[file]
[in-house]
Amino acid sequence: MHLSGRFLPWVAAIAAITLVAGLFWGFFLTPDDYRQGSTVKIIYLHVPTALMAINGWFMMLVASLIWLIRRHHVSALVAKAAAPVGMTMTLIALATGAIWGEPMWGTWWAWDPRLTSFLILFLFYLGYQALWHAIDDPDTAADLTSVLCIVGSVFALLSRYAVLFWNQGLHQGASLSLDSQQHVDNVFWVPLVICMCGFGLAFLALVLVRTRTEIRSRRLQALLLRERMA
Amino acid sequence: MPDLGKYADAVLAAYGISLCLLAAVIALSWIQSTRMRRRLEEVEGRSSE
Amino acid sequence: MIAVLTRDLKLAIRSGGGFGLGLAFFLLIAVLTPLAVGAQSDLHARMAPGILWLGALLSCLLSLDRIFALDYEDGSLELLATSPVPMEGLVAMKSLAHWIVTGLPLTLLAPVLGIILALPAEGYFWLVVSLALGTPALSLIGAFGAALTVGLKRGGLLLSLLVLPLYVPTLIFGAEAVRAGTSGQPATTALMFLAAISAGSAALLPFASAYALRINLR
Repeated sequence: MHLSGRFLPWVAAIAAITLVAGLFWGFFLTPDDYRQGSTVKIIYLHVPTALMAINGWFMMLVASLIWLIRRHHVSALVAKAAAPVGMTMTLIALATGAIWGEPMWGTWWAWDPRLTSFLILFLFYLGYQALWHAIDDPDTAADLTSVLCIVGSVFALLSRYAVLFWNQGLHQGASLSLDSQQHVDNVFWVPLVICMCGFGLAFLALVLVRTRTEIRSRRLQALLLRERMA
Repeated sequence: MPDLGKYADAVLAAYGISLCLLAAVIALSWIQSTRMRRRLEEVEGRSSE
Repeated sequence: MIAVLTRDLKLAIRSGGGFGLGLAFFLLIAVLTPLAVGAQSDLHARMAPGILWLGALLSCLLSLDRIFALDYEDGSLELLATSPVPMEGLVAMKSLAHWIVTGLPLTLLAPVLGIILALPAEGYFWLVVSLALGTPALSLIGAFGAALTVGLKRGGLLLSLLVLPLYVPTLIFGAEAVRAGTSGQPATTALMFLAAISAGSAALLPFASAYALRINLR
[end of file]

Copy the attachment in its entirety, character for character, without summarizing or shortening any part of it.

[in-house]
Amino acid sequence: MHLSGRFLPWVAAIAAITLVAGLFWGFFLTPDDYRQGSTVKIIYLHVPTALMAINGWFMMLVASLIWLIRRHHVSALVAKAAAPVGMTMTLIALATGAIWGEPMWGTWWAWDPRLTSFLILFLFYLGYQALWHAIDDPDTAADLTSVLCIVGSVFALLSRYAVLFWNQGLHQGASLSLDSQQHVDNVFWVPLVICMCGFGLAFLALVLVRTRTEIRSRRLQALLLRERMA
Amino acid sequence: MPDLGKYADAVLAAYGISLCLLAAVIALSWIQSTRMRRRLEEVEGRSSE
Amino acid sequence: MIAVLTRDLKLAIRSGGGFGLGLAFFLLIAVLTPLAVGAQSDLHARMAPGILWLGALLSCLLSLDRIFALDYEDGSLELLATSPVPMEGLVAMKSLAHWIVTGLPLTLLAPVLGIILALPAEGYFWLVVSLALGTPALSLIGAFGAALTVGLKRGGLLLSLLVLPLYVPTLIFGAEAVRAGTSGQPATTALMFLAAISAGSAALLPFASAYALRINLR
Repeated sequence: MHLSGRFLPWVAAIAAITLVAGLFWGFFLTPDDYRQGSTVKIIYLHVPTALMAINGWFMMLVASLIWLIRRHHVSALVAKAAAPVGMTMTLIALATGAIWGEPMWGTWWAWDPRLTSFLILFLFYLGYQALWHAIDDPDTAADLTSVLCIVGSVFALLSRYAVLFWNQGLHQGASLSLDSQQHVDNVFWVPLVICMCGFGLAFLALVLVRTRTEIRSRRLQALLLRERMA
Repeated sequence: MPDLGKYADAVLAAYGISLCLLAAVIALSWIQSTRMRRRLEEVEGRSSE
Repeated sequence: MIAVLTRDLKLAIRSGGGFGLGLAFFLLIAVLTPLAVGAQSDLHARMAPGILWLGALLSCLLSLDRIFALDYEDGSLELLATSPVPMEGLVAMKSLAHWIVTGLPLTLLAPVLGIILALPAEGYFWLVVSLALGTPALSLIGAFGAALTVGLKRGGLLLSLLVLPLYVPTLIFGAEAVRAGTSGQPATTALMFLAAISAGSAALLPFASAYALRINLR